• First, by the November, some of the provisions will be in place. Democrats should spend the next seven months all over the news showing people what is really happening. Point out that if you like your insurance, nothing's changed. Point out that people in the high risk group have finally gotten insurance and can breathe easier.
  • Second, the Democrats should immediately and loudly and repeatedly portray Republicans as people who are perfectly happy with millions of Americans being without insurance. Put the Republicans on the defense for a change.
  • Third, don't throw numbers like "40 million" around. Instead say, "one in six Americans are without health insurance." Think about what that means the next time you're in McDonald's.
  • Finally, make them out to be the obstructionist, sore losers they are.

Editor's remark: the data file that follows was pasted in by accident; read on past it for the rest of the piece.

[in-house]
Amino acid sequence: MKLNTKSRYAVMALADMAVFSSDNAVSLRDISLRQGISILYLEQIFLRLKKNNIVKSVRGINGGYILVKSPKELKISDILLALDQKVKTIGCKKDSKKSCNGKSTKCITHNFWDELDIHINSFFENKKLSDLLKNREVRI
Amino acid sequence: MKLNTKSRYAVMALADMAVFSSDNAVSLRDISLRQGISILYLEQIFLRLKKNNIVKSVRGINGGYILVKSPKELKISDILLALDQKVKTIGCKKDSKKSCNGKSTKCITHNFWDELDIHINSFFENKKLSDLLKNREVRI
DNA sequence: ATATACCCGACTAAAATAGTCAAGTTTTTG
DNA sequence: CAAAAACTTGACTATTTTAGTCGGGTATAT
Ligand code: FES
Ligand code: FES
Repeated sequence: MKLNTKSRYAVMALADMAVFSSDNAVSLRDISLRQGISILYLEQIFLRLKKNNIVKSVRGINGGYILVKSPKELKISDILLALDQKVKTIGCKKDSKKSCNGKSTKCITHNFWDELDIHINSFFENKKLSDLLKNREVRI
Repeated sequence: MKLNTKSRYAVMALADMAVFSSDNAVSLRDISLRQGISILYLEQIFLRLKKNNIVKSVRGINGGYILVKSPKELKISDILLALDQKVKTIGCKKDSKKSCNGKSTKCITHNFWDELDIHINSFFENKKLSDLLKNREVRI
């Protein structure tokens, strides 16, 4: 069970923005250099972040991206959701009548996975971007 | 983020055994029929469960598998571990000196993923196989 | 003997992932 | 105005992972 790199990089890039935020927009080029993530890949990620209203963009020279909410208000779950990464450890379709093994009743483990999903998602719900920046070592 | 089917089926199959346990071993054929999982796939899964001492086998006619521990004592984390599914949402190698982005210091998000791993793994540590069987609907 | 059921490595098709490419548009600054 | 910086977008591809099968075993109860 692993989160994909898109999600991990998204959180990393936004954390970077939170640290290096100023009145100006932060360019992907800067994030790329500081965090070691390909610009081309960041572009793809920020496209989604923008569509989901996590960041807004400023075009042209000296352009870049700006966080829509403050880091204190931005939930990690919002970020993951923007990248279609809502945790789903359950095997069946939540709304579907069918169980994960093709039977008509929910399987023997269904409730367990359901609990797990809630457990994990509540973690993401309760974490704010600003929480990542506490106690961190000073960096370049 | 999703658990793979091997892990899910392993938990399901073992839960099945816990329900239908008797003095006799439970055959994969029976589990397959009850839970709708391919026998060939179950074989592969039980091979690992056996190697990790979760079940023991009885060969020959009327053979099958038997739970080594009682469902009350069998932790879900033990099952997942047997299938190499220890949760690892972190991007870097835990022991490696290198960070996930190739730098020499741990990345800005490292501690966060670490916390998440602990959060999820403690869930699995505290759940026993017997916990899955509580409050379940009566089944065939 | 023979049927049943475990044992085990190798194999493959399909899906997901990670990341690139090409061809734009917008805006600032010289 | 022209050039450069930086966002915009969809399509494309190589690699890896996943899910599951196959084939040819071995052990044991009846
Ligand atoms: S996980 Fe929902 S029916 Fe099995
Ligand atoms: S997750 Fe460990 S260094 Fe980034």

Make the debate about the Republicans and you'll win in November. Make it about health insurance and you'll lose to their next round of lies.
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Saturday, March 06, 2010

Health Care Hangs in the Balance

Well, here we are again, wondering what will happen to health care reform. It is amazing that we're still watching the Democrats fumbling around when there is a clear path to success.

Before Howard Dean took over as chair of the Democratic party, I used to say that Republicans are a bunch of vicious hypocrites and Democrats are a bunch of fumbling incompetents. Then Dean launched his 50-state strategy. I watched Obama run a great campaign and the Democrats in congress got majorities in both chambers. So I stopped saying it. Unfortunately, now that Dean has completed his tenure, the Democrats went back to their old ways.